Features, Print June 15, 2021

Ian Munsick Finds His Own Lane

by Dan England

When he’s reminded that he will open for Dwight Yoakam, who was country before country was hip the way it is now, Ian Munsick’s reflexive response is exactly what you’d expect from a rising young star: “Oh, man, that’s gonna be awesome.” But then he pauses and chuckles when asked how he thinks the crowd will respond to him. Are those nerves? 

“It’ll be interesting,” Munsick tells BandWagon.

Ian Munsick, after all, is doing what he can to push the music beyond the traditional sound that made Yoakam and others like him a legend. Munsick has a hip-hop beat on “She Was Right,” one of the tracks from this year’s album Coyote Cry, and “Mountain Time” could almost fit on Imagine Dragons’ latest album. He even covers “Dreams,” the Fleetwood Mac tune, which has blown up like dynamite on social media (he swears he first played “Dreams” in 2018 before the days of TikTok). Even his more traditional numbers, like his breakthrough “Horses Are Faster,” reveal a twinge of Blink 182 in his voice, which makes him laugh now because he believes he’s matured since then. But Munsick has something in his back pocket that may soothe all those traditional country fans at the Greeley Stampede just ready to see Yoakam: he has roots.

Munsick grew up playing traditional bluegrass and country with his brothers and his fiddle-playing father. He was so young at his first gig, he doesn’t even remember it. And his music reflects that as well. 

“I think if you can combine the contemporary with originality, you’ll be able to have your own lane in country music,” he tells BandWagon. “That’s what I try to do. Even if there’s a hip-hop beat on a song, there will also be some banjo or fiddle on it.”

In fact, Munsick isn’t sure he’d be able to show his love for Eminem and, yes, Blink 182 if country music hadn’t already laid the groundwork for the ultra-contemporary direction in which it’s headed. He does that in small doses, but the pop influence is still definitely there on Coyote Cry. His father, he said, didn’t care what he played, although deep down, Munsick believes, his father wanted him to play country. He thinks he did too. 

“At the end of the day, that’s the music that takes me home,” he says of country.

Home, for Munsick, is in Wyoming, where he grew up on a ranch. His father was a rancher by day and a musician by night. He brought his sons on stage with his band at an age when they could barely lift a pitchfork. Munsick doesn’t think his father was preparing him for a career in music — he even discouraged it at times, saying music should be an outlet, not a job — but his father also seemed to want that for his sons, Munsick said, even if he knew how hard it would be for them. It must have worked: Munsick’s brothers also have careers in music.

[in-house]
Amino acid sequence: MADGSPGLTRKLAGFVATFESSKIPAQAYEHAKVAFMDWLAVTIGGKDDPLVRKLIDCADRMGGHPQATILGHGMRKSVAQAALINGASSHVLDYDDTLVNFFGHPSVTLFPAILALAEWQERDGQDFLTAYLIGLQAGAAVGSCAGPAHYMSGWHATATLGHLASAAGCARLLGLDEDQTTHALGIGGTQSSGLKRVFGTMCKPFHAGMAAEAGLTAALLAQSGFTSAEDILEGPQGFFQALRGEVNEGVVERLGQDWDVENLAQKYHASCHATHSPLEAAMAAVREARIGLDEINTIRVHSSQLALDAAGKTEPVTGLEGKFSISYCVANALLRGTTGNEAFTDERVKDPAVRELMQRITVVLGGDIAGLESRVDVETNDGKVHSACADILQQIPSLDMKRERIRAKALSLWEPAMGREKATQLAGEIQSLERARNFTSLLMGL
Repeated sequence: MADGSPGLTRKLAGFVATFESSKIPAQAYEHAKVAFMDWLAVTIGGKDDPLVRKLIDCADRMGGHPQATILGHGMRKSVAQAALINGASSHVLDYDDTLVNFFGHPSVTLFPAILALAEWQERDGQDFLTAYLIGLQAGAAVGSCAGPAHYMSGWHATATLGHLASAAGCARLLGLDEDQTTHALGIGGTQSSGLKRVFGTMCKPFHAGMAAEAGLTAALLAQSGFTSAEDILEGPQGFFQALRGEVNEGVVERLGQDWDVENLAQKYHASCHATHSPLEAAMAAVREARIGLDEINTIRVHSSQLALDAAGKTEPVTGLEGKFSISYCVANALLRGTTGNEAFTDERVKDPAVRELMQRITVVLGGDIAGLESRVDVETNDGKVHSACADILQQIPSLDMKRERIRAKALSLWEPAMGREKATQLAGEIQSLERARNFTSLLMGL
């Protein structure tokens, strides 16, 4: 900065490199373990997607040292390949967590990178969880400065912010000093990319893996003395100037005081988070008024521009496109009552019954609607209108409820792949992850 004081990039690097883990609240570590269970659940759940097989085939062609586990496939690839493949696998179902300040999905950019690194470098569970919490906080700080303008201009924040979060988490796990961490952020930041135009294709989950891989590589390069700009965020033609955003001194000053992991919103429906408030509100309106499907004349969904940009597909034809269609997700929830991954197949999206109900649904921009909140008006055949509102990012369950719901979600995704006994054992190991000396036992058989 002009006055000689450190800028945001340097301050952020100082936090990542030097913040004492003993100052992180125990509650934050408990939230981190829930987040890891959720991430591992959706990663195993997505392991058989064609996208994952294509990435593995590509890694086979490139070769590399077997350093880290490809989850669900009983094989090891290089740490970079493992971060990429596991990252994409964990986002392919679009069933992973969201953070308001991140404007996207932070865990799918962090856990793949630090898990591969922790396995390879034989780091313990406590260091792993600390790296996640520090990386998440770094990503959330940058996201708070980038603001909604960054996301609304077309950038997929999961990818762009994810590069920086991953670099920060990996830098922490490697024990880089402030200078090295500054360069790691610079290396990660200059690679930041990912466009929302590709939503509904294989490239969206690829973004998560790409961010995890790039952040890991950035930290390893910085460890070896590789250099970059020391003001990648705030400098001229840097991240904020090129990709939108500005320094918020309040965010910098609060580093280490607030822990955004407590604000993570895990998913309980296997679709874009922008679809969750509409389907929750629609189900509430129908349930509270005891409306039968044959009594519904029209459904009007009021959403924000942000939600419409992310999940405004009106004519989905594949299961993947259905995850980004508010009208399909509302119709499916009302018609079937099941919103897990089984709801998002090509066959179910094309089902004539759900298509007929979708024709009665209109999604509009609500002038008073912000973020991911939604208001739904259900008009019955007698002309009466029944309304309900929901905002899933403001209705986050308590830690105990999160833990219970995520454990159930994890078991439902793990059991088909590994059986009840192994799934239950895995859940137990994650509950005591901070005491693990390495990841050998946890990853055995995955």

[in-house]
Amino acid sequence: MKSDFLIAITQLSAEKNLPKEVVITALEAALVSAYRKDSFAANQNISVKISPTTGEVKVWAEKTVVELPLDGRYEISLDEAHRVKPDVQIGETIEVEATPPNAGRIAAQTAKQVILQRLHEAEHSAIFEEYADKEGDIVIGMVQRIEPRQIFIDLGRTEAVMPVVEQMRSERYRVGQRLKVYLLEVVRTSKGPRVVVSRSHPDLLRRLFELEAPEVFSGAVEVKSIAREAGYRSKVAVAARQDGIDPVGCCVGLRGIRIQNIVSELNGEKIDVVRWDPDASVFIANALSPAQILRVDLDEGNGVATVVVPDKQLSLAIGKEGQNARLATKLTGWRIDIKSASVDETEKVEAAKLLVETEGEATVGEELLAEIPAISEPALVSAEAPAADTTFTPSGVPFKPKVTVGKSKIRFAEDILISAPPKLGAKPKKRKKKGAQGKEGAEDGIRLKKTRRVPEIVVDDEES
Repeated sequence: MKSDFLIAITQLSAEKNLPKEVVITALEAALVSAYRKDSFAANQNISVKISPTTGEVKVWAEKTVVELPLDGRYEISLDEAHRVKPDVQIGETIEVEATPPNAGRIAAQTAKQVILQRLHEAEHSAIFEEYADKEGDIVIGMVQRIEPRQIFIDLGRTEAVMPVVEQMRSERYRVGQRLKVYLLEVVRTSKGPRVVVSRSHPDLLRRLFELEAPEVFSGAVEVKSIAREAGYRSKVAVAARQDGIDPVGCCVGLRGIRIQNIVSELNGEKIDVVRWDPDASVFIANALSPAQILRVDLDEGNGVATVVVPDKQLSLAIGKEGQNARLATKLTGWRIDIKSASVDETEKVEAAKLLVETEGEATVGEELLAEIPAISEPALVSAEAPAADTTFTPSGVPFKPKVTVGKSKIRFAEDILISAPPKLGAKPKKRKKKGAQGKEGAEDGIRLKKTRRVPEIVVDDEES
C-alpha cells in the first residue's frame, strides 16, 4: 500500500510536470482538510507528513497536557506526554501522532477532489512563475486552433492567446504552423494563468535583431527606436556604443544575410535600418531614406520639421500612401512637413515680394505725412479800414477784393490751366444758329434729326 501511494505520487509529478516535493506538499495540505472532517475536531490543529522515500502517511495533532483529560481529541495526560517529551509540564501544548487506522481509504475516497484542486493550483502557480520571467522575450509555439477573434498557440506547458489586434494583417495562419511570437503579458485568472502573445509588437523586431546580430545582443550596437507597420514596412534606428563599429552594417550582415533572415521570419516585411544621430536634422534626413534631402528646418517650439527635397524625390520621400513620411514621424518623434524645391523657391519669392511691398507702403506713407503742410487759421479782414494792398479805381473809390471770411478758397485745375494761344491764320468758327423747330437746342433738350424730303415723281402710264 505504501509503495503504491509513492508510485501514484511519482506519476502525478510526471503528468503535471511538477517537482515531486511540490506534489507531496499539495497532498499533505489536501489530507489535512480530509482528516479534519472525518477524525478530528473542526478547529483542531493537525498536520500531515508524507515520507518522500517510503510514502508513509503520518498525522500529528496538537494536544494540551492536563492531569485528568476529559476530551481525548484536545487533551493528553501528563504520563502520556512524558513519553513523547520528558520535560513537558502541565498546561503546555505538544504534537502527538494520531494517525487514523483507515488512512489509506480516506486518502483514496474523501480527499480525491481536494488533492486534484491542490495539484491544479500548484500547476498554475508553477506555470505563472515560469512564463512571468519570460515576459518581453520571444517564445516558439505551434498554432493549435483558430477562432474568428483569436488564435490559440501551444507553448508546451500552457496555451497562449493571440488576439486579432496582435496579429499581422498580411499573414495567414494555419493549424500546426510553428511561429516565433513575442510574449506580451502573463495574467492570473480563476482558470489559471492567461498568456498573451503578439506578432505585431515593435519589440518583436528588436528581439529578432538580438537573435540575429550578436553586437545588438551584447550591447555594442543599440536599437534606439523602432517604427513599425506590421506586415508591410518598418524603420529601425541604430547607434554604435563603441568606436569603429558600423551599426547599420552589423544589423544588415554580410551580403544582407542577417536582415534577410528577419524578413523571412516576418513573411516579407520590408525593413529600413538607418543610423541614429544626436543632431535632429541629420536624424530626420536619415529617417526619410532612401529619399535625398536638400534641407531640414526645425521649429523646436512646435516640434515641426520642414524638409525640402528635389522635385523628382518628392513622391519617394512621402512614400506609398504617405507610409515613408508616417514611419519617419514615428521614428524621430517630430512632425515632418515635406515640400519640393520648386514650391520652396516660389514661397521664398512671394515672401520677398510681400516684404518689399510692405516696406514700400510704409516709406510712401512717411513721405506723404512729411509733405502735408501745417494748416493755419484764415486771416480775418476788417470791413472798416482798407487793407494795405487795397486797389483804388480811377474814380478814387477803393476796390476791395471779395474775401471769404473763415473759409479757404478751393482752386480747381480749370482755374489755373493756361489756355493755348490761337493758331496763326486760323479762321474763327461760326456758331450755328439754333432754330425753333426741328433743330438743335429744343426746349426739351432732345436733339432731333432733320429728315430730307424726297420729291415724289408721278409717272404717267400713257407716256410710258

“As a Dad, that’s the highlight of his life: being able to play with his boys on stage,” Munsick said. ‘That’s really why he did it. That’s about as special as it gets.” 

Flip through the whole June issue of BandWagon by clicking here.

Munsick loves Wyoming and bemoans the fact that he can think of only one country music star, Chris LeDoux, in the last 20 years who came from the Rocky Mountain region. He calls the region the most underrepresented in country music.

“There’s not a lot of places more country than the Rocky Mountains, and yet we don’t have anyone representing it in mainstream radio,” he said. “There’s not a lot of tunes about the landscape or the lifestyle we live out here. That’s been my goal – to bring a piece of Wyoming with me. That region has given me tons of love the last few years.”

So he may be buoyed by an enthusiastic Rocky Mountain crowd at the 99th annual Greeley Stampede this year, but even if that’s not the case, Munsick believes he can win them over. 

“I do feel like just having the instrumentation that I do, the fiddle and banjo, I think that naturally draws an older crowd because those were the instruments of traditional country music. Honestly I think it’ll be great,” Munsick says. “Totally.”

Ian Munsick opens for Dwight Yoakam on July 1 at the 99th Annual Greeley Stampede, one of five concerts during the Stampede’s SuperStars Concert Series. The series runs from June 26 – July 4 at Island Grove Arena in Greeley. Other headlining acts include 3 Doors Down, TobyMac, Dylan Scott and Hardy with Lauren Alaina. Go to greeleystampede.org for more information and tickets.